Locust swarms are turning into a diplomatic issue between India and Pakistan
- The spokesperson for the
Ministry of External Affairs(MEA), Anurag Srivastavaannounced that India has already asked Pakistan to open channels of communication to address the growing desert locust problem in India — but they are yet to respond.
- Hindustan Pesticides Limited is in the process of producing 20 thousand litres of malathion pesticide to address the problem that now plagues at least five Indian states.
- Srivastava said that malathion has proven to be an effective deterrent against desert locusts in the past.
AdvertisementLocusts swarms are causing devastation to India’s agriculture and there is silence on the Pakistan side of things. “We are yet to receive a response from Pakistan,” said the spokesperson for India’s Ministry of External Affairs (MEA), Anurag Srivastava.
During a press conference last night, he disclosed that India and Pakistan have a channel of communication — at the level of locust officials — to address the issue in annual meetings. Normally, these meetings happen in the month of June. “In view of the alarming locust problem this year, we have suggested that this mechanism be activated and coordinated control operations be undertaken,” he said. However, Pakistan has not engaged on the issue yet.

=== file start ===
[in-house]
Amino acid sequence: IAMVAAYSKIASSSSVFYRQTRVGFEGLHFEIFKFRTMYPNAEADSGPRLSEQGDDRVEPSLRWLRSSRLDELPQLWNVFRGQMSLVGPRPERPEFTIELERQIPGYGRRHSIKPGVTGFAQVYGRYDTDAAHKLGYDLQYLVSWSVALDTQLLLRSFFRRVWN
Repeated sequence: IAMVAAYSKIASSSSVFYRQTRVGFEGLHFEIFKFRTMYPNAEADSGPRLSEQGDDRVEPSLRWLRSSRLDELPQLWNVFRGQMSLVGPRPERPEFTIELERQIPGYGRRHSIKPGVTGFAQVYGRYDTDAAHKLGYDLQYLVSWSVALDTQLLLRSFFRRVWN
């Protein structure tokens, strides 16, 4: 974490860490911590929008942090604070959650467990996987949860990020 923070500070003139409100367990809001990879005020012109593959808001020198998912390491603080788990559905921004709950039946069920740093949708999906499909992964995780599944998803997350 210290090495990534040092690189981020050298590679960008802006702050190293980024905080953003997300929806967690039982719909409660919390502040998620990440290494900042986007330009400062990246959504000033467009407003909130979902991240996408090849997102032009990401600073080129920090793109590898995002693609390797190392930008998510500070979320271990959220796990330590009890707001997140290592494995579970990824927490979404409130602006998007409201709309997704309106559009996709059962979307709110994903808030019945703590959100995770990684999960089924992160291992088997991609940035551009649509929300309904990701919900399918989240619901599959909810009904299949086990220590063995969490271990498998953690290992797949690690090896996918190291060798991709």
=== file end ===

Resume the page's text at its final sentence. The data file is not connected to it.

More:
Annual locust swarms normally stay centred around the state of Rajasthan. This time around the problem has escalated to other states as well — including Gujarat, Madhya Pradesh, Uttar Pradesh and Maharashtra. Officials now fear that India’s national capital, New Delhi, may also be under threat.
Hindustan Pesticides Limited is producing 20 thousand litres of pesticide
“We are in the process of supply 20 thousand litres of malathion pesticide to run for these desert locust operations,” said Srivastava. The pesticide is manufactured by Hindustan Pesticides Limited and has been found “very effective” in controlling desert locusts, according to him.
In low levels, the use of malathion is not harmful to humans. However, high amounts of pesticide for extended periods of time in the air, water or even the food can cause difficulty breathing, chest tightness, vomiting, cramps and other undesirable effects, according to the Agency for Toxic Substances and Disease Registry ( ATSDR).
Locust attacks may come to New Delhi — these 15 pictures show how they have already wreaked havoc in other parts of India
Locust swarms devour fields of crops in a single day that would feed 35,000 people — and COVID-19 threatens to make the pest problem even worse
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